survey by the Egyptian Centre for Women’s Rights showed that:

  • 98% of foreign women visitors experienced sexual harassment

  • 83% of Egyptian women experienced sexual harassment

  • 62% of Egyptian men admitted harassing women

  • 53% of Egyptian men blame women for “bringing it on”

  • And sexual harassment by spouses can be brutally worse.  Men have been known to abuse their wives, some even burning and disfiguring them with seemingly impunity.

    What is the root cause of this harassment?  Some say it is the repercussion of a failed state -- with severe poverty, precipitous unemployment and uncontrolled population growth.  With many of the young men not working and without direction in life, they take their aggression upon the women.  The harassment ranges from catcalls to groping to indecent acts to rape.

    Some Islamic fundamentalist point to the spread of conservative Islam from the Gulf states.  Several million Egyptians went to work in the Gulf States since the early 1970s.  When they returned, they brought back a more conservative view of women in the society that requires severely more restrictive roles for women and condemn women who step outside their roles.   Egypt has one of the most liberal dress codes for women in the Middle East.  Thus, many Egyptians claims that the verbal incitement is brought on by allegations that women are not modestly dressed.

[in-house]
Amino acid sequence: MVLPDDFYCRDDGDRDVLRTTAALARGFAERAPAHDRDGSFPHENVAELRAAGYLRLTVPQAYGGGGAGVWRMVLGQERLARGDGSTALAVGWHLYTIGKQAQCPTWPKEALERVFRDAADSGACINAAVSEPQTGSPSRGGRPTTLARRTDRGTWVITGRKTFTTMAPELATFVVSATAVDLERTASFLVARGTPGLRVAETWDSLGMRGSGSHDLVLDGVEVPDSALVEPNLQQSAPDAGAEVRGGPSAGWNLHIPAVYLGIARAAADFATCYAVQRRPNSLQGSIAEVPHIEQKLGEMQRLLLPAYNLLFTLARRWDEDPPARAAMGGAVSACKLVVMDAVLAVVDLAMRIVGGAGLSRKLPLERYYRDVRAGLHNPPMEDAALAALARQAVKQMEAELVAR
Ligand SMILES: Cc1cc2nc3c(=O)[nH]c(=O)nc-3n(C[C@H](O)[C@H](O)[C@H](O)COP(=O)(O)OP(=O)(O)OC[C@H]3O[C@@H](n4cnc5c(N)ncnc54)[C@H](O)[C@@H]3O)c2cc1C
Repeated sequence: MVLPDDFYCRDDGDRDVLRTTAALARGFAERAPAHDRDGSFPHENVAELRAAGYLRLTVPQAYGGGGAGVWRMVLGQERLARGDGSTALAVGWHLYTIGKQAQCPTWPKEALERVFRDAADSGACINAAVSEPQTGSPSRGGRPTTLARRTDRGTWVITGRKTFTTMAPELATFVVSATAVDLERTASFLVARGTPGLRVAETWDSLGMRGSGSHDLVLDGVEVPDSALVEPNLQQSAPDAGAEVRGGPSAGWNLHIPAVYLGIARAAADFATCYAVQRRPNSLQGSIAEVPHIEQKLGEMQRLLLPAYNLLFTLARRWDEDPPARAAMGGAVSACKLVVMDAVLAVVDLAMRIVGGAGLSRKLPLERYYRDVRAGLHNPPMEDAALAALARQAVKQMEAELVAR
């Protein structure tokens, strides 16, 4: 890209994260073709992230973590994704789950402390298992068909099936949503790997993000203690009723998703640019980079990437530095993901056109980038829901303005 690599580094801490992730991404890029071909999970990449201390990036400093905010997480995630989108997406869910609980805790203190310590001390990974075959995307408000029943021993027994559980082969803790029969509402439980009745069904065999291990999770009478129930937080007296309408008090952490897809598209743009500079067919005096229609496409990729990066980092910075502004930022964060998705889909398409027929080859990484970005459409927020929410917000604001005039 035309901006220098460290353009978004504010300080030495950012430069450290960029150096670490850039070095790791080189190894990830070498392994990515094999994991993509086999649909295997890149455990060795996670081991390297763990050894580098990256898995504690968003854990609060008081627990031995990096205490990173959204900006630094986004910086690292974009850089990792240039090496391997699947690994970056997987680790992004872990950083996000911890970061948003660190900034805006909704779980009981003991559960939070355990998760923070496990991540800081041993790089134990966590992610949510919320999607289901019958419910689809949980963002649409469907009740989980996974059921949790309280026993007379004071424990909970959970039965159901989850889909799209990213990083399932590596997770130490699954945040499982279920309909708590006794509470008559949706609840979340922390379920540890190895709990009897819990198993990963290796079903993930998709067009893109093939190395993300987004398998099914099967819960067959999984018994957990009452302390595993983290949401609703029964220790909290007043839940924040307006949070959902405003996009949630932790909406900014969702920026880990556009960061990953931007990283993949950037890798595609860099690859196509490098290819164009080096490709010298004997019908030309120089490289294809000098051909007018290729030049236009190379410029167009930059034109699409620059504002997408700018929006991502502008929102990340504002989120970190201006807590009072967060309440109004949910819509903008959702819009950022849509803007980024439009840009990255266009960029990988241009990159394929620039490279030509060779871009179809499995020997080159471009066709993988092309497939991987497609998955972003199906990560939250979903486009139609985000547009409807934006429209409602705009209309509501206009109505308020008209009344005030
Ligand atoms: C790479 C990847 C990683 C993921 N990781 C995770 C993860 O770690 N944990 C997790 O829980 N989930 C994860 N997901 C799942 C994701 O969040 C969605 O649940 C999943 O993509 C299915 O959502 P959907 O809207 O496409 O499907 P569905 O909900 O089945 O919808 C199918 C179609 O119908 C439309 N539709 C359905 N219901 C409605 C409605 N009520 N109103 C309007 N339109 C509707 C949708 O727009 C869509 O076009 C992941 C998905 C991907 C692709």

I personally believe that although it's important to understand the root causes, they serve as no excuse for this behavior.   It is the government's lack of leadership that allowed the unemployment rates to skyrocket and it is the government that is not acting proactively and turning a blind eye to this very serious problem that is endemic in this deeply-rooted society.

    The Big Screen has Taken Notice